I Don’t Know If There’ll Be Snow

Texas has had a frigid relationship with winter weather

By Julia Jones

Historical photos of Texas towns blanketed in snow
Photos courtesy University of North Texas Libraries Portal to Texas History

The people of Hillsboro, an hour south of Fort Worth, awoke on Dec. 21, 1929, to a sight not often seen in the Lone Star State: flurries of snowflakes hurtling toward the ground and piling up, up, up, reaching historic heights with every drop. In the days prior to the snowstorm, temperatures in the area had steadily reached the 60- to 70-degree range, but then a cold front blew in. By that evening, 26 inches of snow rose from the ground, setting the state record for the most snow in a 24-hour period.

The Hillsboro Mirror reported on that day: “Snowfall Has Been Steady and There Are Few Drifts—Traffic is Big Problem—Kids Will Have Big Time.” Who could blame them? Anyone who grew up in this state—save for Panhandlers—knows a heavy snow is rare.

According to the March 1930 edition of the American Meteorological Society’s Monthly Weather Review, “While heavy snows sometimes occur in the south, due to the mixing of cold air with the warm, moist air from the Gulf, from 4 to 8 inches is usually a very heavy fall for a 24-hour period.” The rather unexpected deluge in Hillsboro offers a glimmer of hope to our year, which has been one of, if not the hottest, on record for planet Earth. Our fingers are crossed for a white Christmas—but this year, let’s stick with 4 to 8 inches.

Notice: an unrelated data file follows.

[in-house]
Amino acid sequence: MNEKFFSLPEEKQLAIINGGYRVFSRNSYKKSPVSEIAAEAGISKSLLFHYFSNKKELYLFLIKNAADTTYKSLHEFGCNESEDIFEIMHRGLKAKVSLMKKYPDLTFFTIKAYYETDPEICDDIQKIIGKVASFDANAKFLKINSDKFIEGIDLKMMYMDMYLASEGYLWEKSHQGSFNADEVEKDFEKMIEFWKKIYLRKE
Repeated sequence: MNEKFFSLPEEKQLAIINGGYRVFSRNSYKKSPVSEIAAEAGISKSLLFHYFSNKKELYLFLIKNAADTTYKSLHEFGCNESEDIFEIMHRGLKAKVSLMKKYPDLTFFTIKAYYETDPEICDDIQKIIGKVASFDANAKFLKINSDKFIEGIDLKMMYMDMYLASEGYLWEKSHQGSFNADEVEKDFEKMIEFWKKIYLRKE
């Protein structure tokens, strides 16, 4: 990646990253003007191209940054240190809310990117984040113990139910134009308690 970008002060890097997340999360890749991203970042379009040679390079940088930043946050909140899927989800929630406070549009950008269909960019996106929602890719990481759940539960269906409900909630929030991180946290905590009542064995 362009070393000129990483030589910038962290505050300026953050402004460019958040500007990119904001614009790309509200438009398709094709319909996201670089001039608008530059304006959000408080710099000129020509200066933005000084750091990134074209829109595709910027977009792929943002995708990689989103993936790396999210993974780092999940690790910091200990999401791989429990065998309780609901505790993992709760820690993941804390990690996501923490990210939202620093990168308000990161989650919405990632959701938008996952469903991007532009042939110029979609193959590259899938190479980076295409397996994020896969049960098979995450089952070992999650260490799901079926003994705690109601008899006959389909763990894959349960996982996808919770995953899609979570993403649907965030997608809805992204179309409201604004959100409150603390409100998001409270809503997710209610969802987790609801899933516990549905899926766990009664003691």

A picture of white cotton candy

Make Your Own Snow

For snow you can play with, try mixing five parts baking soda with one part white hair conditioner or shaving cream.

For snow you can eat, try making cotton candy. Most recipes call for sugar, corn syrup, water, and salt.

Realistic snow is a bit harder to come by, but filling a power washer with freezing water can do the trick.

-23°F

State record for coldest temperature, recorded on a February 1899 morning in Tulia

20

Population of Snow Hill, north of Dallas, from 1940 to 2000

2.75

Texas’ average number of days per year with a high of 32 degrees or below, from 2010-14

An illustration of a lemonSour Consequences

In the Rio Grande Valley, where the characteristic crops are citrus fruits, a rare hard freeze can be disastrous for the industry. According to a 2008 Texas A&M University report, farmers can use methods like wrapping plants in insulating material, installing orchard heaters, and transitioning to alternative irrigation methods to protect their crops—but none of these are foolproof. In the December 1989 freeze that stretched to the Valley, daylong below-freezing temperatures caused the insides of the grapefruits to freeze, ruining much of the rest of the year’s crop and resulting in a $60 million loss. It takes a minimum of three years for an orchard to recover from such a freeze, the last of which occurred in 2011.

How to Dress for a Texas Winter

An illustration of winter clothes alternating with a t-shirt and flip flops
Illustration by Matthew Cook

Recent Snowfalls in Texas

by Cynthia Drake

Dec. 7-8, 2017
A wintry mix combined with a strong cold front crept across South and Central Texas, depositing an inch of snow in Corpus Christi and 2 inches in Victoria.

Dec. 26-28, 2015
A West Texas blizzard blanketed nearly half the state in snow, devastating cattle and dairy operations in the Panhandle.

Feb. 23-24, 2010
Towns east of I-35 saw widespread snowfall.

Feb. 11-12, 2010
Several inches of snow blanketed the northern half of the state.

Dec. 24-25, 2009
Over a foot of snow fell in many areas between Dallas and Lubbock.

Dec. 24-25, 2004
The Victoria Christmas snowstorm produced 12.5 inches of snow.

From the December 2020 issue
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The January 2021 cover of Texas Highways Magazine: The Joy of Travel


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